Soil erosion on agricultural fields is a major environmental problem across the globe (Lal 2003). Many factors of erosion have been identified and have each been define differently according to their magnitude of influence of the soil. Land use which comprise of the cropping system is identified by many literature as a major factor that can, if proper management are not in place, cause erosion risk to occur. Therefore, the main goal of this study is to assess the erosion risk at the watershed using the Geographical Information System software tool with adapted RUSLE erosion parameters, QUERM ordinal ranking technics and data from semi-structured questionnaire administered in form of interview conducted with the farm experts at the farm bureau and government farm agency offices. The specific objective amongst others were (a) the major land use changes in Richland Watershed, a predominantly rural farming land, between 1990(base year), 2000 and 2010. (b) If there been major changes in the traditional farming (cropping practices) in Richland Creek Watershed between 1990 (base year) and 2010 and (c) the impacts of the changes in cropping practices on the potential erosion risks within Richland Creek Watershed. The result shows that the agricultural identity of the watershed in terms of it crop land use has much to non-cropland from 1990 through 2010. Same, the traditional cropping rotation has changed with the major crops trending towards more corn planting while acreage for other crops dwindled and almost eliminated. Although the watershed from the erosion risk assessment result did not show a highly erodible area but a moderately erodible area and there has been an internal adjustment between none erodible and slightly erodible areas as a result of increase trees and grass planting encouraged by government Conservation Reserve Programs. Despite the limitation to access primary data, the USDA- National Agricultural Statistics Service (NASS) Crop Land Data (CDL) image and the USDA-NASS Field crop data proved invaluable to the study. However, more ground data should be gathered for a better evaluation of the method adapted in this study.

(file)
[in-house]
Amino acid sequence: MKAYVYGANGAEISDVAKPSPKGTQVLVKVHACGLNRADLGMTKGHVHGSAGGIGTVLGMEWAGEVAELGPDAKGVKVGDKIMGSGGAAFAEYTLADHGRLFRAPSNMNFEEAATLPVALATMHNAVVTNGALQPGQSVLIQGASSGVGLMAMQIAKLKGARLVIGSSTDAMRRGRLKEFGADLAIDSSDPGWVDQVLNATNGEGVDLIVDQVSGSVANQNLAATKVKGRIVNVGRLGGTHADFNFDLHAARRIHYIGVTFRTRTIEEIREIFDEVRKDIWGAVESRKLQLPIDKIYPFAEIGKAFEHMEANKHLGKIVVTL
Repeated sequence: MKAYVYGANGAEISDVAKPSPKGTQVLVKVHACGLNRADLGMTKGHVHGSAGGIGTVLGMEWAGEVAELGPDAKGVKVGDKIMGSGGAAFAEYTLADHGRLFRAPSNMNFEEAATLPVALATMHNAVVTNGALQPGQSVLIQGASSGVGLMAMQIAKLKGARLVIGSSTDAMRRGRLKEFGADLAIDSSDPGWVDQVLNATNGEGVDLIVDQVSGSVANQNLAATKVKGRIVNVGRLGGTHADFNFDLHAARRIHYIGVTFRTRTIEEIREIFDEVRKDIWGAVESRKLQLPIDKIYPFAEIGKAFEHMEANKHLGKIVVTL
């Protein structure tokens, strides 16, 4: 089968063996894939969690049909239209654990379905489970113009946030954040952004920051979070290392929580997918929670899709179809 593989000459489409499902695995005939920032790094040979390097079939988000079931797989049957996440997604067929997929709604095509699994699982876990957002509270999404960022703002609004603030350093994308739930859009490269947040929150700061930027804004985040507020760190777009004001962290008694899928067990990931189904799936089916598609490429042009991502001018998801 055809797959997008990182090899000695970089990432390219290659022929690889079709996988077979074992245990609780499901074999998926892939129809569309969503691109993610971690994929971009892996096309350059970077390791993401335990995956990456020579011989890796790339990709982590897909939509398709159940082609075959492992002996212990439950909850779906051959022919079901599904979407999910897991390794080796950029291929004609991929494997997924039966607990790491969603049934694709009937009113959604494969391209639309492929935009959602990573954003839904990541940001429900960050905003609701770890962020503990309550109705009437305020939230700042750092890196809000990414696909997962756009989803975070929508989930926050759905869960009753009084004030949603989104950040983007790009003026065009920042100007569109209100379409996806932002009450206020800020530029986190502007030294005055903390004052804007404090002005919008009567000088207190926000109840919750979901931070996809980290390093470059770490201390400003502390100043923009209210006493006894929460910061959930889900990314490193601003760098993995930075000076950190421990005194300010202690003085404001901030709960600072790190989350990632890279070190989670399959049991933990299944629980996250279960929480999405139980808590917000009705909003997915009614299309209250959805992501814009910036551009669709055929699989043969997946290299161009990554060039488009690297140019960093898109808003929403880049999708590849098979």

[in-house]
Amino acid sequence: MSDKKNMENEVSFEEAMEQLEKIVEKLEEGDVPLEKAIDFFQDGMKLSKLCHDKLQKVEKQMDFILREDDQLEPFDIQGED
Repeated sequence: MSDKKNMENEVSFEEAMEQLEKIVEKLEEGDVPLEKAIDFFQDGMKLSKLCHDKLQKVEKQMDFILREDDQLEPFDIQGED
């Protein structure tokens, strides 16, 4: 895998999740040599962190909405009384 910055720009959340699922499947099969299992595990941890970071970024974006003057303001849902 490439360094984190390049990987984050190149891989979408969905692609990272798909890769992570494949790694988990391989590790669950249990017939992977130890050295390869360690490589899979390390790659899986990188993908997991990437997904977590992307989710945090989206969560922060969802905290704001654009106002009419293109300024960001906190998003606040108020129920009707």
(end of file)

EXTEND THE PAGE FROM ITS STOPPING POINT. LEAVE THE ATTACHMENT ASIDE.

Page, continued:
|Commitee:||Hu, Shu Hu, Martinez, Adriana|
|School:||Southern Illinois University at Edwardsville|
|School Location:||United States -- Illinois|
|Source:||MAI 54/01M(E), Masters Abstracts International|
|Subjects:||Agronomy, Soil sciences|
Copyright in each Dissertation and Thesis is retained by the author. All Rights Reserved
The supplemental file or files you are about to download were provided to ProQuest by the author as part of a
dissertation or thesis. The supplemental files are provided "AS IS" without warranty. ProQuest is not responsible for the
content, format or impact on the supplemental file(s) on our system. in some cases, the file type may be unknown or
may be a .exe file. We recommend caution as you open such files.
Copyright of the original materials contained in the supplemental file is retained by the author and your access to the
supplemental files is subject to the ProQuest Terms and Conditions of use.
Depending on the size of the file(s) you are downloading, the system may take some time to download them. Please be